The mission work of the Lessie Bates Davis Neighborhood House began in the early 1900s when a large Bohemian-Slavonic population came to America to start a new life around the National Stockyards in East St. Louis, Illinois. Although these people brought with them their old world language and customs, they often left behind their religion. Through the support of the Women's Home Missionary Society, Rev. W.F. Fransee, of Bohemian descent, came to the area as a missionary to these people. A small cottage near the comer of 9th and Winstanley was obtained and thus began the Slavonic Settlement, as it was first known.
Church services and Sunday School were held regularly, but from the beginning, the work sought to meet the social, physical and spiritual needs of the community. A Day Care for children of working mothers was one of the first programs to be started. The programs met a ready response and the mission work grew rapidly. In response to the rapidly growing programs, the Women's Home Missionary Society of Southern Illinois Conference in 1914 provided the funds for a new building at the comer of 9th and Winstanley.
Under the direction of Deaconess Carrie Johnson, Methodist pastors and missionaries, the ministry of the Settlement House continued to expand through the 20s and 30s. The programs had grown to such an extent that in 1939 it became apparent that another new facility was needed. Mrs. Frank L. Davis (Lessie Bates) took a special interest in the project and was able to raise $125,000 throughout the Southern Illinois Conference and the United States to build the present facility at 13th and Winstanley. In honor of her 24 years of hard work, love and support, the building was dedicated the Lessie Bates Davis Neighborhood House in May of 1940.
In the 1950s, under the leadership of Mrs. Lillie Sheffer, the mission work of Neighborhood House continued to grow. Now, kindergarten, crafts, recreation, Bible Study, home-making, scouting and social activities were all a part of the overall ministry of Neighborhood House.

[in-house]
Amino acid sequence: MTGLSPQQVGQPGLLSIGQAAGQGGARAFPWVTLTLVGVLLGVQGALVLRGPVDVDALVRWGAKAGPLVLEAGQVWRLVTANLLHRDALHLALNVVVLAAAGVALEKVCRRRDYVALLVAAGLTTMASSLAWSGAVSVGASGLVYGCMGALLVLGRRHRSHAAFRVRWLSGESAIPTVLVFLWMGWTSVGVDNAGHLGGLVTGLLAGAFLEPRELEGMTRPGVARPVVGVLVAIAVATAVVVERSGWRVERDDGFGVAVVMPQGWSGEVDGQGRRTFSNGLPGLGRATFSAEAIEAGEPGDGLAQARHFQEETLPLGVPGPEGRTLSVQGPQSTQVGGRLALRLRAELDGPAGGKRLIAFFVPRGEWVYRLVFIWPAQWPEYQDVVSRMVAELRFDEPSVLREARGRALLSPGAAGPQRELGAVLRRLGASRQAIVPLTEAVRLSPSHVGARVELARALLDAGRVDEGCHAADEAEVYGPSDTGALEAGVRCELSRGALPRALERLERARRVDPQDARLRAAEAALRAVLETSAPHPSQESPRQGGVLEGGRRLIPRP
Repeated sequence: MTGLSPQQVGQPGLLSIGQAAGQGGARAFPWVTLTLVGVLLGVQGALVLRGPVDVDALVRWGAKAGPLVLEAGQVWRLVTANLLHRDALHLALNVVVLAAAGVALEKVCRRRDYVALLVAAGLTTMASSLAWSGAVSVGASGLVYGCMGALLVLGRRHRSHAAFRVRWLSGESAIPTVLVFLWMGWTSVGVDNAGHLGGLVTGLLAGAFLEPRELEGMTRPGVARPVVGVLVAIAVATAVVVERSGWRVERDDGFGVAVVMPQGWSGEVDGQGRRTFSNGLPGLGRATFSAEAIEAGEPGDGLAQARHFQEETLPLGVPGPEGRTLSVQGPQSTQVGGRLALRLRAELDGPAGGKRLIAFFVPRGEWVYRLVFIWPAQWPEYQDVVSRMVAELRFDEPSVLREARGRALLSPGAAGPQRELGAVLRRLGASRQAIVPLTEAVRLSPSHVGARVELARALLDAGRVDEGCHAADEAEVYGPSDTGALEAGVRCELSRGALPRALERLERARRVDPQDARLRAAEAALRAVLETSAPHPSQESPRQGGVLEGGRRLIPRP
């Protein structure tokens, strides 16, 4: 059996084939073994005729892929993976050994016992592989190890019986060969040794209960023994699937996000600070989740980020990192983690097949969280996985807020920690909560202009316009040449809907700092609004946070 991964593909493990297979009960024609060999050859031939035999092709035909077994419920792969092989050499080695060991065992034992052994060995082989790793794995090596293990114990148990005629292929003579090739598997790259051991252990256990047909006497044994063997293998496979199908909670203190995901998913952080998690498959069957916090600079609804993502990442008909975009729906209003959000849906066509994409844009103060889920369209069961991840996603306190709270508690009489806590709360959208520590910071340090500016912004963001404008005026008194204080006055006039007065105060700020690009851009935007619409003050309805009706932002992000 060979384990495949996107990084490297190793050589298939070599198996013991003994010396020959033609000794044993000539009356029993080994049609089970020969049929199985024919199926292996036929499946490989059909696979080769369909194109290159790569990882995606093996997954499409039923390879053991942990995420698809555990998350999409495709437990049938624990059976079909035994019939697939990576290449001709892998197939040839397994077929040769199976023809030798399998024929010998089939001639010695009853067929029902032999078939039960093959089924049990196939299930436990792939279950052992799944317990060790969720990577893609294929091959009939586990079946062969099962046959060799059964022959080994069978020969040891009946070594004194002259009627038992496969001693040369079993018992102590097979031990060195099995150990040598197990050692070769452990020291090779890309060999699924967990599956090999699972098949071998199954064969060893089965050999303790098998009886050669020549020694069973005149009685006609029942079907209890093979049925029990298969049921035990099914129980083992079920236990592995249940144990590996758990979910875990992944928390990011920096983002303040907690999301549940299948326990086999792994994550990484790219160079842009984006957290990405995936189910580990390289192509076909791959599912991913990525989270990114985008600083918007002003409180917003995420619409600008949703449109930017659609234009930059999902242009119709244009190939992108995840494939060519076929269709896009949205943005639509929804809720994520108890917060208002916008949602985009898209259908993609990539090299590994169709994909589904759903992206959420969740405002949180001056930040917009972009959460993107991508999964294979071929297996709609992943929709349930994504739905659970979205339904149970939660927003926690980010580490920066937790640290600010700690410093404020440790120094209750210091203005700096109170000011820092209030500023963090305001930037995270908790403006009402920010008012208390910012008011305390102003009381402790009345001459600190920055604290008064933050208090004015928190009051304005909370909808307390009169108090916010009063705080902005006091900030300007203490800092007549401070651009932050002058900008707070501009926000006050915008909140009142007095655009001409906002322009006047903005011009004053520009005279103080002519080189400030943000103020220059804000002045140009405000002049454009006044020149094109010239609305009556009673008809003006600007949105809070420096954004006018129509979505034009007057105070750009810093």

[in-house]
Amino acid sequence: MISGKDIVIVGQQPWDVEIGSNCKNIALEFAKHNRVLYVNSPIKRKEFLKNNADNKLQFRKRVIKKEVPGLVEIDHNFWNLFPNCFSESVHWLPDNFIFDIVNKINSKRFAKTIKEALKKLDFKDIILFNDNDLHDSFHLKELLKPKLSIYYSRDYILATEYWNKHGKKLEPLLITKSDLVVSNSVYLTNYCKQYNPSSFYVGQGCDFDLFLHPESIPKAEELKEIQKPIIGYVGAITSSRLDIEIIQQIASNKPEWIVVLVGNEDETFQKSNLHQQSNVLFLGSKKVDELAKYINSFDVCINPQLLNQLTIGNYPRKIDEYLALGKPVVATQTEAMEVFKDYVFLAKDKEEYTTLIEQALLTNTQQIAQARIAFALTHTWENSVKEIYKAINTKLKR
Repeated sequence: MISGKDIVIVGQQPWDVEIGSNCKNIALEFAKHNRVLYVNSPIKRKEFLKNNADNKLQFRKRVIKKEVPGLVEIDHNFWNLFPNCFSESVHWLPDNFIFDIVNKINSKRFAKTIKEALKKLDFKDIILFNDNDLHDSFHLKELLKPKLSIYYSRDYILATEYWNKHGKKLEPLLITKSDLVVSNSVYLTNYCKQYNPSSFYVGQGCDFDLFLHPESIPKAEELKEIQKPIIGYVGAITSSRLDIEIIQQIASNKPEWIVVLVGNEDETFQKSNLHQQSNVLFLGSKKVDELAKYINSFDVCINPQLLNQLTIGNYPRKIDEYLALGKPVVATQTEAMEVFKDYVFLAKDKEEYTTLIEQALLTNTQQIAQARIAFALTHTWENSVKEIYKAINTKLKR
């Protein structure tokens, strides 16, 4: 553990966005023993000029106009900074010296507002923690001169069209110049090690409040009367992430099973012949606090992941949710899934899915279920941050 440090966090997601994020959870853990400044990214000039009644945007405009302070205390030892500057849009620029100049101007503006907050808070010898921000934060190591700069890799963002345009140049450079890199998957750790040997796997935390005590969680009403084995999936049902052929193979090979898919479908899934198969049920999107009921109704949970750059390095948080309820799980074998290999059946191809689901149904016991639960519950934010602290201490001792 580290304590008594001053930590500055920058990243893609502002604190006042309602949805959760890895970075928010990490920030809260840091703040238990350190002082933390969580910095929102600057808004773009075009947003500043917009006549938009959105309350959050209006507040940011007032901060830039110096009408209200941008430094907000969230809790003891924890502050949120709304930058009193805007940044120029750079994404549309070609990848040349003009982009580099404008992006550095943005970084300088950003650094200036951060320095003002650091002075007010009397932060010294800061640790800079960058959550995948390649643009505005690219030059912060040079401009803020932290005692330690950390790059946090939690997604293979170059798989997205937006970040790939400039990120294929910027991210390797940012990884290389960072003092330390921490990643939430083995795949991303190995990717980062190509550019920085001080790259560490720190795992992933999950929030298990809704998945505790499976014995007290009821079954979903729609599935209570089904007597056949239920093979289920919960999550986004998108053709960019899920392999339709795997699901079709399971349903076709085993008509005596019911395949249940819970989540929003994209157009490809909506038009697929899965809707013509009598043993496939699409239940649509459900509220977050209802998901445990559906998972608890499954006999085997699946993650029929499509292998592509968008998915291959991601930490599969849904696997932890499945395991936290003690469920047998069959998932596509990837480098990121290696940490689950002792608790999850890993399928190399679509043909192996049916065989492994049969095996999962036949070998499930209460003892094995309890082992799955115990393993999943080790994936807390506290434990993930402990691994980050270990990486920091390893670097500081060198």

The 60s and 70s were a time a change in America, and East St. Louis was no exception. It was Executive Director Miss Elizabeth Provence that guided Neighborhood House through this time of transition in the 60s and early 70s. Miss Provence was able to strengthen and expand the Recreational and Educational programs at the agency. In addition, she was able to get the community residents more actively involved in the programming at Neighborhood House.
In the 1980s and early 90s the East St. Louis community continued to go through many changes. A population of 75,000 in the 60s dropped to a little over 40,000 by 1990. The housing stock continued to decline and the number of impoverished people in the city increased. The needs of the children and families in the community also continued to grow and change.
In response to this growing need the Neighborhood House began to develop and implement several new and innovative programs and services. These services were aimed at "Empowering and Strengthening the Individuals and Families throughout the greater East St. Louis community." During the past ten years Neighborhood House has continued to expand its programs and services to youth, families and the elderly. Programs today include the Day Care Program, Emergency Services Program, Community Organizing and Outreach Program, Youth Services including Recreation, Education, and Cultural Arts, and a wide range of Comprehensive Family Support and Family Preservation Services.
Through the years, Neighborhood House and the East St. Louis community have faced many challenges. However, Rev. Fransee's original commitment "To try to see the face of Jesus Christ in every person who walks through the doors of the Neighborhood House", continues today. The Neighborhood House, as a United Methodist Community Center looks to the future with hope as we continue to strive to improve the quality of life for all the children and families in the greater East St. Louis Community.